*Address correspondence to this author at the University of Kentucky, College of Public Health, 121 Washington Ave, Lexington, KY 40506; Tel: 248-756-4004; Fax: 859-257-5624; E-mail: [email protected] 1876-5327/13

according to a combination of external stressors, their genetic programming, and their individual structure [7]. When initiated, they can respond in a “cascade” fashion with one cytokine exciting another cytokine [6]. Originally studied with regards to the immune system, cytokines have shown promise both as a potential biomarker, as well as an intervention opportunity, in the treatment of spinal pain. Table 1 shows the specific cytokines that are being studied for back pain. It should be noted before we begin, throughout this review we will move between “back pain” and “spinal cord injury” (SCI) as we explore the biochemistry literature. Wherever possible “back pain” and SCI are discussed, we will use a definition specific to the research project it is being described in at the time (and defined as acute, subacute or traumatic). If the focus is on the biochemistry and not the illness/injury then “spinal pain” will be used to describe the overall process. In addition, we will discuss both animal and human studies. The reason for including both types of studies is that cytokine research is still rather novel and we feel that it is more helpful to see all aspects to gain a better understanding of the future of cytokines in the treatment of spinal pain. CYTOKINES Research using cytokines in other medical conditions has been underway for decades in an attempt to improve patient outcomes. Illnesses such as cancer [30], rheumatoid arthritis [7, 14] and psoriasis [31] all have different cytokine arrays which affect the various treatment protocols. Even so, their 2013 Bentham Open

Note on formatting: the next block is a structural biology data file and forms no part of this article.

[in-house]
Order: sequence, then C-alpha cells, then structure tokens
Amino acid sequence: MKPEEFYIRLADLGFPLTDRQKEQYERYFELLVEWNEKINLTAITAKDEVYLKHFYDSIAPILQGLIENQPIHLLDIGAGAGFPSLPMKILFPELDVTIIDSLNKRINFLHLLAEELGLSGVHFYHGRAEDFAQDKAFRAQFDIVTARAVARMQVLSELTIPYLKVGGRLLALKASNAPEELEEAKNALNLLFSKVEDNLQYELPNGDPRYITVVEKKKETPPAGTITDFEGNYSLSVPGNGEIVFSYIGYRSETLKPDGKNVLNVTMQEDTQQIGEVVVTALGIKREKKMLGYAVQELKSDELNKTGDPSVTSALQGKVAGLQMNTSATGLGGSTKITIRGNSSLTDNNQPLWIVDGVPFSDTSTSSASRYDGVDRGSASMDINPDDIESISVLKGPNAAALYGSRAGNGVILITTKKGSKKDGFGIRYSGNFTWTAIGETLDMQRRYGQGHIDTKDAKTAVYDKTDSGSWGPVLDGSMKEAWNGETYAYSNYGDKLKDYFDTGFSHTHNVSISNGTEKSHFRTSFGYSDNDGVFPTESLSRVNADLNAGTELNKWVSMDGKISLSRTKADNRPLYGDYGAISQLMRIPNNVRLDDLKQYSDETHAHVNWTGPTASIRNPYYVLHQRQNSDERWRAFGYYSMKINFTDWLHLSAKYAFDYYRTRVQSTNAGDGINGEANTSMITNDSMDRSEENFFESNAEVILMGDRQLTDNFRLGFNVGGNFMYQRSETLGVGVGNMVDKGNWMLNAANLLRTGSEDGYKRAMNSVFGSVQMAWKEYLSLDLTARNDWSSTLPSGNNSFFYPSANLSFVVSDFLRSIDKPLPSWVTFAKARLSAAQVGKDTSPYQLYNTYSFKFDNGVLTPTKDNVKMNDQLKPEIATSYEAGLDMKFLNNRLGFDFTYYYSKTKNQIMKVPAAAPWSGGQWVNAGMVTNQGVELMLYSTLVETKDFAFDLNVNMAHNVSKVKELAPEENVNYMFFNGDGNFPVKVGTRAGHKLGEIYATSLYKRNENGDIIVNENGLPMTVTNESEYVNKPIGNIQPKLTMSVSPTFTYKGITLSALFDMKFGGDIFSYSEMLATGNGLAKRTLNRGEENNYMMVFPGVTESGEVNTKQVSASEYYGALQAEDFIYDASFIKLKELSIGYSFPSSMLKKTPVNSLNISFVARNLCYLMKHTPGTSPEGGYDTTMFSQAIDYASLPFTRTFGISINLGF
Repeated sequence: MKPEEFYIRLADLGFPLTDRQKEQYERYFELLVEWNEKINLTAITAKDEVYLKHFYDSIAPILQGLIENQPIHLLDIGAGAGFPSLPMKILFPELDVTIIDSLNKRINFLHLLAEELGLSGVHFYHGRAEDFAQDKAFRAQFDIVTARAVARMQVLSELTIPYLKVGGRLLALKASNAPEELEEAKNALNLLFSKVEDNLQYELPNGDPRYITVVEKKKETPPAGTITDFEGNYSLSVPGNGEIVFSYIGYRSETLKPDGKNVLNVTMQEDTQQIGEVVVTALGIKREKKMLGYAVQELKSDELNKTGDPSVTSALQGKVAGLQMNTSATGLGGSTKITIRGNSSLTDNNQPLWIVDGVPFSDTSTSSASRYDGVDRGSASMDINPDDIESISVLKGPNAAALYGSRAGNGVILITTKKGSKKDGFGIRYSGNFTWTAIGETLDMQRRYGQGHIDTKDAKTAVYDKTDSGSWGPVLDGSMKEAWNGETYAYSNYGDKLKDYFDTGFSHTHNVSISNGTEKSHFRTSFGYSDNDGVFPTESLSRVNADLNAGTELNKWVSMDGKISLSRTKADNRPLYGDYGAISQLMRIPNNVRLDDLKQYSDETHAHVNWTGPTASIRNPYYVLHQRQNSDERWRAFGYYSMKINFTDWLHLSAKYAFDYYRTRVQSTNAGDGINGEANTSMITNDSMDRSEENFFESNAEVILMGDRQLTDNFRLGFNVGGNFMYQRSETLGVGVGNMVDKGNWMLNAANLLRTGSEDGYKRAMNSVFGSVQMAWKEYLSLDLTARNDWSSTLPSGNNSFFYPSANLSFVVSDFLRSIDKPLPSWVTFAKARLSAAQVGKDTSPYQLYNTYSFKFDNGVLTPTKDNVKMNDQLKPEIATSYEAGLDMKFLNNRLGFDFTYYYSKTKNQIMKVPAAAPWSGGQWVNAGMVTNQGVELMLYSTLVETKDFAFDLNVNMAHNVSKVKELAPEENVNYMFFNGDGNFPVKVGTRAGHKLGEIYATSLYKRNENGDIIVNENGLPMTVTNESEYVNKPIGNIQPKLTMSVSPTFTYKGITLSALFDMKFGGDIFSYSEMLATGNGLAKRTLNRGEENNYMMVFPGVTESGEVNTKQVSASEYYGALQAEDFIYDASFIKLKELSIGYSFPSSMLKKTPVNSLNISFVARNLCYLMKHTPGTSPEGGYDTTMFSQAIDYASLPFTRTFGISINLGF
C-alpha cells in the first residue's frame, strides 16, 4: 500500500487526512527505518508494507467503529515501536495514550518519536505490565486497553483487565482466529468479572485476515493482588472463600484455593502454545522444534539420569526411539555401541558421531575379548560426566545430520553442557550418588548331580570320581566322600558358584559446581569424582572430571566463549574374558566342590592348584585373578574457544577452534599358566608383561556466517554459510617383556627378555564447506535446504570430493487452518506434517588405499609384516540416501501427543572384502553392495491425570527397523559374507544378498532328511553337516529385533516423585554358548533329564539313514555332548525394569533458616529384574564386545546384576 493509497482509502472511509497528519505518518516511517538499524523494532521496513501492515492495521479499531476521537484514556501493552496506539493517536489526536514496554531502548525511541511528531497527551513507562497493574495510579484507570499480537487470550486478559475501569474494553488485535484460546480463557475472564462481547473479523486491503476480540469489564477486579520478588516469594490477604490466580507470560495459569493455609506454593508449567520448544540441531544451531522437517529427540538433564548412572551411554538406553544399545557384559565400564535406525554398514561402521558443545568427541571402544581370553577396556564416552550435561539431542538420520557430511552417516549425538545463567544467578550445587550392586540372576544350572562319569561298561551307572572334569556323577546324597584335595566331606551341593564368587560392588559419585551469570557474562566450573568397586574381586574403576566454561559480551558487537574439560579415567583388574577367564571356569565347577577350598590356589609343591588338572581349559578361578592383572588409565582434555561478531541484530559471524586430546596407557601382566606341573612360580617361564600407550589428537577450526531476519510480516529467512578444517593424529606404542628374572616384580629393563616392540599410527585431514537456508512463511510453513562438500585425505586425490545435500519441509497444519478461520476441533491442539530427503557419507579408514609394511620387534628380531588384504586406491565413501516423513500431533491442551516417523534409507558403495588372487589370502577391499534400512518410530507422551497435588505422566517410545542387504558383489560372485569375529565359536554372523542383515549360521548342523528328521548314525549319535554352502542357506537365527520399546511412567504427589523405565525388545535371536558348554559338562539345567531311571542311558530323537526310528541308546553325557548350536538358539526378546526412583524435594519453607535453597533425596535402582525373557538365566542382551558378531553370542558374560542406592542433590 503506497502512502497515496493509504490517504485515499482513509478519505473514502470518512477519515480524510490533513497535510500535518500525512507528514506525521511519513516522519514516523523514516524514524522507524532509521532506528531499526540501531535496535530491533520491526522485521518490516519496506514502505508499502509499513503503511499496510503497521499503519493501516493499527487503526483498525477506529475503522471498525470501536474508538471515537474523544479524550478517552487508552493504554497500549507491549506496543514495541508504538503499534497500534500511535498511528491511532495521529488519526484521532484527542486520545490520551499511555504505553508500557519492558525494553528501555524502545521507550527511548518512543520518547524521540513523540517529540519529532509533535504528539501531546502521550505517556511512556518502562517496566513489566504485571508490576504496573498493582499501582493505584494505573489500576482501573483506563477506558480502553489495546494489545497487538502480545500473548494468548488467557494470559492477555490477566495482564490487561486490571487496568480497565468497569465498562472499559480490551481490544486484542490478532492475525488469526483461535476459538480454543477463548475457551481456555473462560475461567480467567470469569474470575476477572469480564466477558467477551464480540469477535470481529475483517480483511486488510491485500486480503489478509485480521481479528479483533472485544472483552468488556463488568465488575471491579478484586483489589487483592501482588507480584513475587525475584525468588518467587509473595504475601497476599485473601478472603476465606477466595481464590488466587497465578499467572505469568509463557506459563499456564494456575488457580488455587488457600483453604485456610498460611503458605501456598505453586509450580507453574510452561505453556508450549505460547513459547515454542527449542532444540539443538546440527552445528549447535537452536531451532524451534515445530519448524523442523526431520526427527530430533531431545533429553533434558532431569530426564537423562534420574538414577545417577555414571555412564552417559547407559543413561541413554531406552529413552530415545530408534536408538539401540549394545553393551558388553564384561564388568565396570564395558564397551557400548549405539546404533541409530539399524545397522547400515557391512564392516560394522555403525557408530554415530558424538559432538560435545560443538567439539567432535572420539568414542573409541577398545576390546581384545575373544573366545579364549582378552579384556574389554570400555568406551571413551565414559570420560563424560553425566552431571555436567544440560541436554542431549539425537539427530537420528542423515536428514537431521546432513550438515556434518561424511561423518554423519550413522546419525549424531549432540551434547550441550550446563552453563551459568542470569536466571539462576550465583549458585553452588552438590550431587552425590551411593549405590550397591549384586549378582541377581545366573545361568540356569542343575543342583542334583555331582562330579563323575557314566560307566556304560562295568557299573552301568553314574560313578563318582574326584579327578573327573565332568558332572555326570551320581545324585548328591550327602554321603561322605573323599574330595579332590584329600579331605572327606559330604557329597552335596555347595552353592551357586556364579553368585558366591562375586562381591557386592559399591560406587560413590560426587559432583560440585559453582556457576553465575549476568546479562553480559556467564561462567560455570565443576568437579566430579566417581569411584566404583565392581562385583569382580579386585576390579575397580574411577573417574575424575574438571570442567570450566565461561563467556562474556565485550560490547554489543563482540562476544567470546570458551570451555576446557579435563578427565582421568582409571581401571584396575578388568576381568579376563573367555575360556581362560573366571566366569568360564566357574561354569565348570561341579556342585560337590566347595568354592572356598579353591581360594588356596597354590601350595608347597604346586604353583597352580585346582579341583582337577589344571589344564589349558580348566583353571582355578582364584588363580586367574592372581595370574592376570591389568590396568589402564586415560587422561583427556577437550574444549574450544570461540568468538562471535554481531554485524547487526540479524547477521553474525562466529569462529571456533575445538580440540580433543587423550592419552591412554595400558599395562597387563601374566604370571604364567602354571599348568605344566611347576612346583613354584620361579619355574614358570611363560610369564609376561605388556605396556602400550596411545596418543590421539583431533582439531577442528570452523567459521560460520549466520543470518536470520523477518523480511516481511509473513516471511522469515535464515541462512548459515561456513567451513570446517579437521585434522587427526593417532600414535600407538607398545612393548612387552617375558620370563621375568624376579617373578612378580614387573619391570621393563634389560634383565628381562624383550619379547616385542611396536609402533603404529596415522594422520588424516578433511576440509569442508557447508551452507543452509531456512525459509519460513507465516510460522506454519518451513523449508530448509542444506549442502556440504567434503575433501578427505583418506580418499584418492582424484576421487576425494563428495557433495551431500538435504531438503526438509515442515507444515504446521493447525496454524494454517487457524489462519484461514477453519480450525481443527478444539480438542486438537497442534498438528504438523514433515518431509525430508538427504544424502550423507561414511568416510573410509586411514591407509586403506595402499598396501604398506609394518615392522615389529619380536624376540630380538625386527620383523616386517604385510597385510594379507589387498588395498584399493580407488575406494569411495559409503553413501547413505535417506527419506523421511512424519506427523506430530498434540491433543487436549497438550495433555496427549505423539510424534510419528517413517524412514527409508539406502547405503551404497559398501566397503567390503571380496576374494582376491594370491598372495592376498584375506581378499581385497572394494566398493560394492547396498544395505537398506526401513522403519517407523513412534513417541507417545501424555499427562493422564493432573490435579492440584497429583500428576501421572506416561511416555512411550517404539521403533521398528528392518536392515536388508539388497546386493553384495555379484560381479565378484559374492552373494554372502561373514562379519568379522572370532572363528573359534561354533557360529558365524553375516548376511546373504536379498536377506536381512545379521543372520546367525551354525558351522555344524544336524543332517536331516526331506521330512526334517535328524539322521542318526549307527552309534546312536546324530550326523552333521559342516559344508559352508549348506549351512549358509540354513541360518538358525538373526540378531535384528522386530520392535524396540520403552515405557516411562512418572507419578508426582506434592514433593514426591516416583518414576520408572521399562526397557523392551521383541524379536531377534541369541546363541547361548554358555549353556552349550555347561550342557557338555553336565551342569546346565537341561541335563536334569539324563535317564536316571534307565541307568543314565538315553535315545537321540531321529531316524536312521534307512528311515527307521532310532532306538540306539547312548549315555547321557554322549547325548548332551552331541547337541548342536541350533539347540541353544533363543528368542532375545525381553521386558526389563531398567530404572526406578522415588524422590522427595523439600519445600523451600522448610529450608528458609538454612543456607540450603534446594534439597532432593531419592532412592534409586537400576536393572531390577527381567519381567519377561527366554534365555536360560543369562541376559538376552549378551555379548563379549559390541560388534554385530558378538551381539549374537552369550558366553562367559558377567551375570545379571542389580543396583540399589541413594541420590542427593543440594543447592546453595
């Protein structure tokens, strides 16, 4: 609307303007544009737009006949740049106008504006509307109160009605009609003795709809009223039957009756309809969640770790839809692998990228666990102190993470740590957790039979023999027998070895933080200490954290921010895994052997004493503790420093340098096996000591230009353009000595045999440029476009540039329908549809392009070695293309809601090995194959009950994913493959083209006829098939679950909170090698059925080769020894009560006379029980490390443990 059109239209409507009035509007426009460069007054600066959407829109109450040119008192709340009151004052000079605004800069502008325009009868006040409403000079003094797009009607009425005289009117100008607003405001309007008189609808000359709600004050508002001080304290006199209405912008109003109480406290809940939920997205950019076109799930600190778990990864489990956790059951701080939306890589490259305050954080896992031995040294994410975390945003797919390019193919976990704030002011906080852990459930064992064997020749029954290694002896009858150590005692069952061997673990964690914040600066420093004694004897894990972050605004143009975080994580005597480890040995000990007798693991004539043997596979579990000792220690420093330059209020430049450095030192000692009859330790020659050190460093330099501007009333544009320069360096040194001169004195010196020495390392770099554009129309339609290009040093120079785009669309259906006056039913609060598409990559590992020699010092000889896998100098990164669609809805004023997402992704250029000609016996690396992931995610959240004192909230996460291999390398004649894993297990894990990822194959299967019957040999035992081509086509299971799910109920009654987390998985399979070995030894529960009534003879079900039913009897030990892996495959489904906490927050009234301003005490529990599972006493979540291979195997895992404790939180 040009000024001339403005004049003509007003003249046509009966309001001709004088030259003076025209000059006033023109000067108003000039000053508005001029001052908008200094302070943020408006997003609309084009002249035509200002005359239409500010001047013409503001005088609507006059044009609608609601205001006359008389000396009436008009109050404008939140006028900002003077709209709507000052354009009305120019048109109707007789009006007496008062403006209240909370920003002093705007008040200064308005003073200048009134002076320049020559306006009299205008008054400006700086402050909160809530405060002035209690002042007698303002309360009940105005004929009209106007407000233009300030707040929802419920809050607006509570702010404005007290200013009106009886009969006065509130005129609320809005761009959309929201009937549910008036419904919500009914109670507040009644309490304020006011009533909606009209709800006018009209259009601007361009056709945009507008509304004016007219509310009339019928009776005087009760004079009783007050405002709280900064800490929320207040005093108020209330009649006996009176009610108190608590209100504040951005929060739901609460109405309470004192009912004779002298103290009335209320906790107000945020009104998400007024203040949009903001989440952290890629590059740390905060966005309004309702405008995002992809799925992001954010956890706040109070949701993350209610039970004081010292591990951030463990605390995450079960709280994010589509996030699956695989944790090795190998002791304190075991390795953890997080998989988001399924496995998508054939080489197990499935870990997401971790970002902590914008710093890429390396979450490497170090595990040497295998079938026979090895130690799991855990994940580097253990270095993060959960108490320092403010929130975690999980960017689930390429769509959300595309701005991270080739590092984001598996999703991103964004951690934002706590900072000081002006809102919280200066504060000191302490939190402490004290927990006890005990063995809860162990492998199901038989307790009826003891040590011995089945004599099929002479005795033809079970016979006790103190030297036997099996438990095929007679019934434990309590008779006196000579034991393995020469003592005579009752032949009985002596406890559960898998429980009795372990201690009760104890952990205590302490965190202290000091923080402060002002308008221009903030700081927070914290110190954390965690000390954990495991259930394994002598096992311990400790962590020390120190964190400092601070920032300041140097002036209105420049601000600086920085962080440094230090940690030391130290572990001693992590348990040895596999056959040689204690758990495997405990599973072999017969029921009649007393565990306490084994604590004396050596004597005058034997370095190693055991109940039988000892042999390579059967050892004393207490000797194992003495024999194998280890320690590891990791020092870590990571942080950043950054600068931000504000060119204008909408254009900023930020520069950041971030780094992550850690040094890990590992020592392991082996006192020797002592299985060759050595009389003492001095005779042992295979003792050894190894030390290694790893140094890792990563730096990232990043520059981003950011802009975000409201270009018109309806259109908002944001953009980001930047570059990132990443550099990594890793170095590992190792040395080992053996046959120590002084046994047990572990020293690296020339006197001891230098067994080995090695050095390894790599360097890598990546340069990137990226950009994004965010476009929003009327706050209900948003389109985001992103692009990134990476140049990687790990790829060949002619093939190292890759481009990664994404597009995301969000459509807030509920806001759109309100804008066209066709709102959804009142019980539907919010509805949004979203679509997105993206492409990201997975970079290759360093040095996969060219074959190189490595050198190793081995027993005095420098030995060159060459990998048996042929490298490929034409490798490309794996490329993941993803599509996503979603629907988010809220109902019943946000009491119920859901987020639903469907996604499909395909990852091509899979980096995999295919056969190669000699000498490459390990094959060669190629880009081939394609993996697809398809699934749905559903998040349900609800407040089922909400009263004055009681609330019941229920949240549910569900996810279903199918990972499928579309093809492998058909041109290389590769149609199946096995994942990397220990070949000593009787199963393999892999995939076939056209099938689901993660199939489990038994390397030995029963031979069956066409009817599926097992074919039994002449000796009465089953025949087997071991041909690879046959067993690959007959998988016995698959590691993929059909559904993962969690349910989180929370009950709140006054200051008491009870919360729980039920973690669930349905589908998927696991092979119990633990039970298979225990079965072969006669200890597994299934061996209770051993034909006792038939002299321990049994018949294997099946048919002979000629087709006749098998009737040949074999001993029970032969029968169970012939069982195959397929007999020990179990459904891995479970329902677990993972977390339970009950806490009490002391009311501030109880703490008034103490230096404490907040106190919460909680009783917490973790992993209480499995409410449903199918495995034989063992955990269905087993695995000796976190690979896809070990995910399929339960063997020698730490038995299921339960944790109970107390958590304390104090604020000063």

Biochemistry of Back Pain

The Open Spine Journal, 2013, Volume 5


Table 1. Cytokines Implicated in Spinal Pain in both Human and Animal Studies Cytokine

Spinal Disease/Injury where Cytokine has been Studied

Pro-inflammatory TNF-a IL-1 (general)

Chronic pain patients [8], SCI [9-11], sciatic [12], rheumatoid arthritis [5, 7, 13-16], intervertebral disc degeneration [17-20], chronic constriction injury [21], complex regional pain syndrome [22], herniated cervical intervertebral discs [23] Rheumatoid arthritis [5]


SCI, rheumatoid arthritis [10], rheumatoid arthritis [24], herniated cervical intervertebral discs [23]


Chronic pain patients [8], spinal cord injury [9, 10, 25], rheumatoid arthritis [15], gouty arthritis [26], intervertebral disc degeneration [18], neuropathic and CNS pain [26], herniated cervical intervertebral discs [23]